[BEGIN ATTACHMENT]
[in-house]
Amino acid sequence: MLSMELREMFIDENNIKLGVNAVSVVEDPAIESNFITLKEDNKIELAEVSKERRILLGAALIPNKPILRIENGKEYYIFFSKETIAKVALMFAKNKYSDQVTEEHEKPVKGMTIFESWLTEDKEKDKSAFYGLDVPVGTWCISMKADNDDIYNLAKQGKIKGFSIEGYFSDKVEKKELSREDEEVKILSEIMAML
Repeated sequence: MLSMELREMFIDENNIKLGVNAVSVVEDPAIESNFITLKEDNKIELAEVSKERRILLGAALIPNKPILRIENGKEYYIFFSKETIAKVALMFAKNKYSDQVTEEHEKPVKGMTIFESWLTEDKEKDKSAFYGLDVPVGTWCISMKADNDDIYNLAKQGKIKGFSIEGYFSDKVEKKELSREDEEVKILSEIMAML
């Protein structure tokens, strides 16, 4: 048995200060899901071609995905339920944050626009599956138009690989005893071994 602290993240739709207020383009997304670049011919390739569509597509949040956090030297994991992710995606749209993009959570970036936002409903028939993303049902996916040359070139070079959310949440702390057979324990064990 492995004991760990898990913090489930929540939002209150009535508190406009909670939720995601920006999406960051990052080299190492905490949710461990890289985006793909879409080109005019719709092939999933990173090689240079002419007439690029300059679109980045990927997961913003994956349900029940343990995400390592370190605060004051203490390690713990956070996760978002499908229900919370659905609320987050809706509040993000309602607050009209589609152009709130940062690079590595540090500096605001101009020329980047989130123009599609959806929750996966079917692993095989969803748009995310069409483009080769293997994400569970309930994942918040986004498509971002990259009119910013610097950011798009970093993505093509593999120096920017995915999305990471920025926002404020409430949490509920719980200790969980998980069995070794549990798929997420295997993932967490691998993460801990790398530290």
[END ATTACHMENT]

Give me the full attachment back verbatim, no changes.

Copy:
[in-house]
Amino acid sequence: MLSMELREMFIDENNIKLGVNAVSVVEDPAIESNFITLKEDNKIELAEVSKERRILLGAALIPNKPILRIENGKEYYIFFSKETIAKVALMFAKNKYSDQVTEEHEKPVKGMTIFESWLTEDKEKDKSAFYGLDVPVGTWCISMKADNDDIYNLAKQGKIKGFSIEGYFSDKVEKKELSREDEEVKILSEIMAML
Repeated sequence: MLSMELREMFIDENNIKLGVNAVSVVEDPAIESNFITLKEDNKIELAEVSKERRILLGAALIPNKPILRIENGKEYYIFFSKETIAKVALMFAKNKYSDQVTEEHEKPVKGMTIFESWLTEDKEKDKSAFYGLDVPVGTWCISMKADNDDIYNLAKQGKIKGFSIEGYFSDKVEKKELSREDEEVKILSEIMAML
């Protein structure tokens, strides 16, 4: 048995200060899901071609995905339920944050626009599956138009690989005893071994 602290993240739709207020383009997304670049011919390739569509597509949040956090030297994991992710995606749209993009959570970036936002409903028939993303049902996916040359070139070079959310949440702390057979324990064990 492995004991760990898990913090489930929540939002209150009535508190406009909670939720995601920006999406960051990052080299190492905490949710461990890289985006793909879409080109005019719709092939999933990173090689240079002419007439690029300059679109980045990927997961913003994956349900029940343990995400390592370190605060004051203490390690713990956070996760978002499908229900919370659905609320987050809706509040993000309602607050009209589609152009709130940062690079590595540090500096605001101009020329980047989130123009599609959806929750996966079917692993095989969803748009995310069409483009080769293997994400569970309930994942918040986004498509971002990259009119910013610097950011798009970093993505093509593999120096920017995915999305990471920025926002404020409430949490509920719980200790969980998980069995070794549990798929997420295997993932967490691998993460801990790398530290």